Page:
A Qualitative Change in India-Mauritius is Inevitable

The India-Mauritius relationship for all its affective and cultural affinities cannot escape the inevitable adjustments resulting from the new role and ambitions which India is setting for itself in the new emerging World Order

“There comes a time in the history of a nation when it can be said that the time has come to make history. We are today at the threshold of such an era. The world wants us to do well and take our rightful place on the world stage.”

— Prime Minister Manmohan Singh, 15th Aug 2005

The brief visit of Shrimati Sushma Swaraj, Minister for Foreign Affairs of India, primarily for celebrating the 180th anniversary of the arrival of Indian immigrants in Mauritius has been a resounding success; marking as it does the first visit of a Minister of the new Narendra Modi-led government to Mauritius.

The ongoing controversies among the local political class regarding some issues of protocol as it turns out were inevitable given the pre-electoral political context. They have nothing to do, however, with the unwarranted apprehensions expressed by some politicians to the effect that this visit could be construed as an attempt by the Indian authorities to meddle in local politics. The speeches and the behaviour of the Minister all along have been a model of dignity and righteousness. Clearly what was at the top of her mind was to convey what, in any case, should be obvious: the new government in India has as much at heart the growing consolidation of the Indo-Mauritius relationship in all domains from trade to culture, from scientific research to business and investments as has been the case ever since India became independent in 1947. Translating words into action, the Government of India has extended a soft loan of nearly twenty billion rupees to Mauritius for the financing of the Light Rail Transit system.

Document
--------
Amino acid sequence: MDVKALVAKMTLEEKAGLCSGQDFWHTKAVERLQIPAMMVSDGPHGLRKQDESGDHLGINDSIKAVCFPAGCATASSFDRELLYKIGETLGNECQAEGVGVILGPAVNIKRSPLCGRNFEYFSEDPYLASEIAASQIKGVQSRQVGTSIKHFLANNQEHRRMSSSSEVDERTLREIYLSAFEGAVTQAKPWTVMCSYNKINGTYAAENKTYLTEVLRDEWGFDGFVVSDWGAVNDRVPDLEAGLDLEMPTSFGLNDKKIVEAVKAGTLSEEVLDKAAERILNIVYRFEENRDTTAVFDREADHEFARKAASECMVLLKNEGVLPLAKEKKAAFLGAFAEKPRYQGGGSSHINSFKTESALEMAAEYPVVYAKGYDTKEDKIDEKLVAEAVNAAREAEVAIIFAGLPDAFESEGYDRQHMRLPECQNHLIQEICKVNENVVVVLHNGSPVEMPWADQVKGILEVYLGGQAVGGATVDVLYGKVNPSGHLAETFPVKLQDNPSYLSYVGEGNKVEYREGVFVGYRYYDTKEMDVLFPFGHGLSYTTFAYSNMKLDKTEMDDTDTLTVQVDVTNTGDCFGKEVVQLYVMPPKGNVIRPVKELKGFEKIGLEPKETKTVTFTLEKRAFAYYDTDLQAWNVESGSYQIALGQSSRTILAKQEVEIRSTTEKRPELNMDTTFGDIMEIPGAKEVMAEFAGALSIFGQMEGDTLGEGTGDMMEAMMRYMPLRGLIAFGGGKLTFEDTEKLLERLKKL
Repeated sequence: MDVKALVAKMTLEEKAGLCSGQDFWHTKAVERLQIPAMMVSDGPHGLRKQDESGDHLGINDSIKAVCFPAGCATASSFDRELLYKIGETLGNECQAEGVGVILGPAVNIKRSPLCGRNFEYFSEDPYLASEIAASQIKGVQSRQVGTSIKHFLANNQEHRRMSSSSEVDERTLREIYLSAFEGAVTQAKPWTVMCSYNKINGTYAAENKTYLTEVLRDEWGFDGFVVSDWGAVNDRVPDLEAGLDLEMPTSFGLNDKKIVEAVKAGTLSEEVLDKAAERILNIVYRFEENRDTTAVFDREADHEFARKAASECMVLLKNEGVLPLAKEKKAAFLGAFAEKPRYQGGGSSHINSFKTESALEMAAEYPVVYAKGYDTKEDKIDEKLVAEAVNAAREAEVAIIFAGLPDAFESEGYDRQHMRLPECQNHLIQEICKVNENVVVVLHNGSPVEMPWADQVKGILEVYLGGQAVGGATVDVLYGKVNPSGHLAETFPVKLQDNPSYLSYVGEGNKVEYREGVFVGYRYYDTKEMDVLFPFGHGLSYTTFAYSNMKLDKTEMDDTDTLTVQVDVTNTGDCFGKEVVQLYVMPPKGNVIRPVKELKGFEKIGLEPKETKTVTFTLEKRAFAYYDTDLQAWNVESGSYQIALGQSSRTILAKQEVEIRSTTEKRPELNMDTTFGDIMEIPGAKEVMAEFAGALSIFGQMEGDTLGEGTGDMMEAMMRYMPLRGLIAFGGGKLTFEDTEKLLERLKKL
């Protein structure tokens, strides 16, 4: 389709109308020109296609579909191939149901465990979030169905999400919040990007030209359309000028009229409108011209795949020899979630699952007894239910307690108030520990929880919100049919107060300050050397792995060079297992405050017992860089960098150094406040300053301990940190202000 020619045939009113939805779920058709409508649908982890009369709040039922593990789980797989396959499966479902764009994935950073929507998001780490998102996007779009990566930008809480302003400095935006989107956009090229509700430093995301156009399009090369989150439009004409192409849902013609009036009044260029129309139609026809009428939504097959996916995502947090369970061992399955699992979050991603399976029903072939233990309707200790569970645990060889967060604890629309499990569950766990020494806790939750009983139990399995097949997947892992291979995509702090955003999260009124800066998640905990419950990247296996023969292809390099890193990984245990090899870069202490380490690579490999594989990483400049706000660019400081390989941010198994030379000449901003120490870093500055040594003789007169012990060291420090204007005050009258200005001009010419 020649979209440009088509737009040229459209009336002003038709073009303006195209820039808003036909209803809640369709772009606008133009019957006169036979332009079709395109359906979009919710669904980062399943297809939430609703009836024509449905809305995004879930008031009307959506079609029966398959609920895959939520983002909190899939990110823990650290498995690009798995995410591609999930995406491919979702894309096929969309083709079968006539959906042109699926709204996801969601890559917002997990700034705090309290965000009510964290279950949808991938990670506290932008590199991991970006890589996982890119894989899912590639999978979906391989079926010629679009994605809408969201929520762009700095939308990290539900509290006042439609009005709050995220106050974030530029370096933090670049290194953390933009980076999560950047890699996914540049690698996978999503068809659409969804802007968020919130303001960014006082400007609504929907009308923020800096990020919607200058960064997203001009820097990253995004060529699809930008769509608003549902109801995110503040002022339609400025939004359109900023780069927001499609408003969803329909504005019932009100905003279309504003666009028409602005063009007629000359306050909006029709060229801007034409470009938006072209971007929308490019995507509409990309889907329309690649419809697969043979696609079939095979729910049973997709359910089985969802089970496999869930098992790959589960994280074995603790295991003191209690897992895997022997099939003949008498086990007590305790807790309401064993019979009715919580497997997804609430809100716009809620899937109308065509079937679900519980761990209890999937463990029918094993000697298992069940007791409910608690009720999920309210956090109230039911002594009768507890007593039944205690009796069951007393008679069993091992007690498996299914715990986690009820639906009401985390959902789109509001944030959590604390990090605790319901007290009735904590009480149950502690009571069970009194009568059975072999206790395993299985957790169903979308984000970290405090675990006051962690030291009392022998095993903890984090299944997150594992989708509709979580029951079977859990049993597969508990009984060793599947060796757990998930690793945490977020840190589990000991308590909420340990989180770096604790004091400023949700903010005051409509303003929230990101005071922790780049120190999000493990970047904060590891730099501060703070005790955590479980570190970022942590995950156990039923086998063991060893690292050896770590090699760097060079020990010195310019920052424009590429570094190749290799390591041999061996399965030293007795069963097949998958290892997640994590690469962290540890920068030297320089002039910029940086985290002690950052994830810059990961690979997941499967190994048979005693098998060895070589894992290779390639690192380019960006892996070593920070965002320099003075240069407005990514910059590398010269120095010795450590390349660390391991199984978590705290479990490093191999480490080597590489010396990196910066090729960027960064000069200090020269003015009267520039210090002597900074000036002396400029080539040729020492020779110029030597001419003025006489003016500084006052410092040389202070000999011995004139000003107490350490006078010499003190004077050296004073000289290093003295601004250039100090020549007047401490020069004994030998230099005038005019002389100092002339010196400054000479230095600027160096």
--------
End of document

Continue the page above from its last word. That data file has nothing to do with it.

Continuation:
What is perhaps as telling is the fact that the Minister took time from an incredibly heavy schedule to address a well-attended gathering of the business community of Mauritius. In their respective speeches, both Ministers of Foreign Affairs addressed the usual themes about consolidation of business ties between our two countries. Although the burning issue of the Double Taxation Avoidance Agreement was not explicitly mentioned, it was broached by Arvind Boolell.

The unfinished process of the signing of a Comprehensive Economic Cooperation and Partnership Agreement (CECPA) was also raised and one can only hope that in their conversations some progress would have been made towards finding a solution to the differences which have prevented a just and equitable resolution of these economic issues. These are proving to be real sore points on the path of a relationship which is bound to witness some transformative evolution over the coming years if not months with the advent of the new government.